Mathematical modeling uncovers mysteries of HIV infection in the brain

June 19, 2017 by Katie Willis
An HIV-infected cell. Credit: NIAID

After uncovering the progression of HIV infection in the brain thanks to a new mathematical model developed by a UAlberta research team, clinicians and researchers are developing a nasal spray to administer drugs more effectively.

The group that developed the —led by PhD student Weston Roda and Michael Li, a professor in the Department of Mathematical and Statistical Sciences—used data from patients who died five to 15 years after they were infected, as well as known biological processes for the HIV virus to build the model that predicts the growth and progression of HIV in the , from the moment of infection onward. It is the first model of an infectious disease in the brain.

HIV infection in the brain has been a proverbial black box for scientists since the development of in the 1990s.

"The nature of the HIV virus allows it to travel across the blood-brain barrier in infected macrophage—or white blood cell—as early as two weeks after infection. Antiretroviral drugs, the therapy of choice for HIV, cannot enter the brain so easily," said Roda.

This creates what is known as a viral reservoir, a place in the body where the virus can lay dormant and is relatively inaccessible to drugs. Prior to this study, scientists could only study brain infection at autopsy. The new model allows scientists to backtrack, seeing the progression and development of HIV infection in the brain. Using this information, researchers can determine what level of effectiveness is needed for antiretroviral therapy in the brain to decrease active infection.

"The more we understand and can target treatment toward viral reservoirs, the closer we get to developing total suppression strategies for HIV ," said Roda. In fact, his results are already being put to use in a University of Alberta lab.

A research team led by Chris Power, Roda's co-supervisor who is a professor in the Division of Neurology, is planning clinical trials for a that would get the drugs into the brain faster—with critical information on dosage and improvement rate provided by Roda's model.

"Our next steps are to understand other viral reservoirs, like the gut, and develop models similar to this one, as well as understand latently infected cell populations in the brain," said Roda. "With the antiretroviral therapy, infected cells can go into a latent stage. The idea is to determine the size of the latently infected population so that clinicians can develop treatment strategies"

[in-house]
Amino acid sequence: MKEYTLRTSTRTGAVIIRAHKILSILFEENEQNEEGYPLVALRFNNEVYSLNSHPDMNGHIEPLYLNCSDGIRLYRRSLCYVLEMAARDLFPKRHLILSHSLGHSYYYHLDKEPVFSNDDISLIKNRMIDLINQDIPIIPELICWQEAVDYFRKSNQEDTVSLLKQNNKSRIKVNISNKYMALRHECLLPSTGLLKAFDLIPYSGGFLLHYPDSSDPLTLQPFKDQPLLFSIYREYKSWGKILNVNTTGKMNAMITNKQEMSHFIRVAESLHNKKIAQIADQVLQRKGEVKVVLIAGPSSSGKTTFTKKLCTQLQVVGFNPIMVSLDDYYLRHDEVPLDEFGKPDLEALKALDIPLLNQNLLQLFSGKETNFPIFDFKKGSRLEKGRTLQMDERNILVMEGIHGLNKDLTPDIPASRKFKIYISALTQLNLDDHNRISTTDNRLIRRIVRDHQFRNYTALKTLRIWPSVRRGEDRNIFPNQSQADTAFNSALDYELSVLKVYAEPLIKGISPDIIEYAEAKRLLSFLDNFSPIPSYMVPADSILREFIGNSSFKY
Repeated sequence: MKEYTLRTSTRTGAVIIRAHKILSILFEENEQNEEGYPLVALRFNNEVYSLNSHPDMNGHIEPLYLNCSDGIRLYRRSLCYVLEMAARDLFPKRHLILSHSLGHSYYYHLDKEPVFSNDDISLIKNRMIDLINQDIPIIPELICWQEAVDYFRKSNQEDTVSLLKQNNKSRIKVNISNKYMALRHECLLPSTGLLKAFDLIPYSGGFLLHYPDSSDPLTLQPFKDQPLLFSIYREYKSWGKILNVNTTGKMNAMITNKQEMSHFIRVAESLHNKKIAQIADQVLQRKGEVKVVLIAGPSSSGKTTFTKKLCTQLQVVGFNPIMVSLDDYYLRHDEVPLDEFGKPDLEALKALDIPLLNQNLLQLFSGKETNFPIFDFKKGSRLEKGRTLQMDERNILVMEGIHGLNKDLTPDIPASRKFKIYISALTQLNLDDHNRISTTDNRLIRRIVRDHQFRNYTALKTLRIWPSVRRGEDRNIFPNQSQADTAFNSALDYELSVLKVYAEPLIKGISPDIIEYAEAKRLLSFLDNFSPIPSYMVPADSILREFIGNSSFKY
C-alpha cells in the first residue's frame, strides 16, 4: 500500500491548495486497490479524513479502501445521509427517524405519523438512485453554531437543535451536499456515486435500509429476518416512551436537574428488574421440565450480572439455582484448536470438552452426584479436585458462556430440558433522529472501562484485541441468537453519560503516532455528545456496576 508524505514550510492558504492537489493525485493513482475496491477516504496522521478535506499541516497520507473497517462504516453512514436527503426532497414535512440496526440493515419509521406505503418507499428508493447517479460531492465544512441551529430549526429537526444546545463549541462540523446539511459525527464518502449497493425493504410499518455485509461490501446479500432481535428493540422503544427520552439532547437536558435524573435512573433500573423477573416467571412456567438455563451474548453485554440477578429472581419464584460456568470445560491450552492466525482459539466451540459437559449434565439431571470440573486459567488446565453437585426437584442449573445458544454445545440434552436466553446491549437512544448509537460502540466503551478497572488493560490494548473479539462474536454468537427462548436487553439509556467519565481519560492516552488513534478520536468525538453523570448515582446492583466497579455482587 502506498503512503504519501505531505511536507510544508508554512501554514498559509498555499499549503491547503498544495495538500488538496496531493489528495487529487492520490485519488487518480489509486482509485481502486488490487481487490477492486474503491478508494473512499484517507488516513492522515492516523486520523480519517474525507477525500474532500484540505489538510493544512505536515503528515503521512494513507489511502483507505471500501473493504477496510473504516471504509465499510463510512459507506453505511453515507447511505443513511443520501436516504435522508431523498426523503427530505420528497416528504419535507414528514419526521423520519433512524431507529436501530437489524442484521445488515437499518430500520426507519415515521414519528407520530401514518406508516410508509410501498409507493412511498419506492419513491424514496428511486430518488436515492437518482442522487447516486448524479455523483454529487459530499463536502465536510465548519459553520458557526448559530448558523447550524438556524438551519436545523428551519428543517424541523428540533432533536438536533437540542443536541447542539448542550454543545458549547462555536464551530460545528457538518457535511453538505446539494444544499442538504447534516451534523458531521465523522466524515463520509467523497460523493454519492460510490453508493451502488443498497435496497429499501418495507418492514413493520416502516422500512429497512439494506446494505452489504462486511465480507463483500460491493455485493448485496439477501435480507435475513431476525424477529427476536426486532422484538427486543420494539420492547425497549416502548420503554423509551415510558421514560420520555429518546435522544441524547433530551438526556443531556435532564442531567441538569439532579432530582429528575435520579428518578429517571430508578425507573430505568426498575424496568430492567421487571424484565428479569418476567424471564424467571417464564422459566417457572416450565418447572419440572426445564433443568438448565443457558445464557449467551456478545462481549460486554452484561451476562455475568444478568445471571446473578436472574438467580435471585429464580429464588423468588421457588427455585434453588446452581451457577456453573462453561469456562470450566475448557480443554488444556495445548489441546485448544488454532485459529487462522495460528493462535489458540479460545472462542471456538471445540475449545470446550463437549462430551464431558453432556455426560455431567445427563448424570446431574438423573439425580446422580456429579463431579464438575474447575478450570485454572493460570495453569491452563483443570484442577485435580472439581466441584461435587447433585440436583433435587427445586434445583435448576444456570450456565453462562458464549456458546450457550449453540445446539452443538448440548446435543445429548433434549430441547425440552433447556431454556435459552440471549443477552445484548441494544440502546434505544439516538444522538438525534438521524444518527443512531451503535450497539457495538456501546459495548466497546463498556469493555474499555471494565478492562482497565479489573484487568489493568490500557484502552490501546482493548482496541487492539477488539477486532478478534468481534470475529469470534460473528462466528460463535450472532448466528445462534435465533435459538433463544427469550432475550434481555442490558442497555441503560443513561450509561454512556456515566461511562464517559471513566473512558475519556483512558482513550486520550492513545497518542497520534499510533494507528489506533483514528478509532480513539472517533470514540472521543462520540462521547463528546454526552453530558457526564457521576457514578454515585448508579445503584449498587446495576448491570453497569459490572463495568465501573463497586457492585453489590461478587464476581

The paper, "Modeling brain lentiviral infections during antiretroviral therapy in AIDS," was published in the Journal of Neurovirology.

Explore further: Researchers identify a new HIV reservoir

Related Stories

Researchers identify a new HIV reservoir

April 17, 2017

HIV cure research to date has focused on clearing the virus from T cells, a type of white blood cell that is an essential part of the immune system. Yet investigators in the Division of Infectious Diseases at the University ...

Study observes potential breakthrough in treatment of HIV

June 17, 2016

A new study conducted by researchers at the San Francisco VA Medical Center (SFVAMC) observes that pharmacological enhancement of the immune systems of HIV patients could help eliminate infected cells, providing an important ...

Researchers prove HIV targets tissue macrophages

March 8, 2016

Investigators in the Division of Infectious Diseases at the University of North Carolina School of Medicine have clearly demonstrated that HIV infects and reproduces in macrophages, large white blood cells found in the liver, ...

Recommended for you

Team tests best delivery mode for potential HIV vaccine

June 20, 2017

For decades, HIV has successfully evaded all efforts to create an effective vaccine but researchers at The Scripps Research Institute (TSRI) and the La Jolla Institute for Allergy and Immunology (LJI) are steadily inching ...

Understanding HIV's persistence

June 19, 2017

Most cells in the human body have a limited lifespan, typically dying after several days or weeks. And yet, HIV-1 infected cells manage to persist in the body for decades. Current treatment for HIV is very effective at suppressing ...

Researchers uncover clues about how HIV virus mutates

June 1, 2017

A new study published in Cell Host & Microbe led by researchers at Fred Hutchinson Cancer Research Center completely maps all mutations that help the HIV virus evolve away from a single broadly neutralizing antibody, known ...

0 comments

Please sign in to add a comment. Registration is free, and takes less than a minute. Read more

Click here to reset your password.
Sign in to get notified via email when new comments are made.